Ironically, simplicity (especially in regulated financial services) is deceptively difficult to design for, a fact that Smith acknowledges. The TMRW team leverages on advanced analytics and AI in a way in which UX teams often haven’t in the past, to learn from each customer’s usage patterns, anticipating the upfront functions and information that each customer needs.
To make this design process seamless, design and technology skills at close interplay with one another must be tightly blended together.
Smith discloses that “we have our designers and analysts working very closely to our UX people, who are sitting very close to our AI platform people. In essence, we are all working on the same job, which is to deliver an unbelievably good customer experience. Designing for or with machine intelligence, or computational design, as I’ve heard it referred to, is an emerging area and one of the best things about TMRW is that we are set up to innovate in these areas.”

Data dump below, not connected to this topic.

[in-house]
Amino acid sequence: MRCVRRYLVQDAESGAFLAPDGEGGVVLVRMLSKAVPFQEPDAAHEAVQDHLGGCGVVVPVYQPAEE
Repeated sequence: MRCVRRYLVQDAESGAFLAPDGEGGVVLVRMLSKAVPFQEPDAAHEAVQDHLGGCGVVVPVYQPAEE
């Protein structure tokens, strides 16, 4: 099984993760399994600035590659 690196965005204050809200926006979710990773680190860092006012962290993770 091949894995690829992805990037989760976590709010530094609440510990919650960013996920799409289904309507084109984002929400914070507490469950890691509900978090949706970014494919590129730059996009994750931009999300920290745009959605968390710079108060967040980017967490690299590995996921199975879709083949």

The case for design
Like most digital products or services, TMRW is a “living” platform where the iterations never stop. To keep improving, many mechanisms for customer feedback have been built in, and the collected data and feedback loop back into the design process.
In this way, the Digital Bank will evolve with the needs of the millennials. Khoo notes that in 10 to 15 years, these millennials will be the bank’s core customers. Therefore, understanding them and their needs now will help to better serve them in the future.
At the end of the day, design is employed to create better experiences for customers; in UOB, that is fundamental. While it may seem that having an in-house design team and design thinking skills was perhaps seen as a luxury for a bank, Smith believes it is now essential. This is reflected in the investment seen across the financial sector in design skills.
“As competitive pressures force financial services organisations to focus even more closely on the customer experience – in particular the digital customer experience – adopting a design-led mindset with strong human-centred design principles as guiding rails is only common sense.”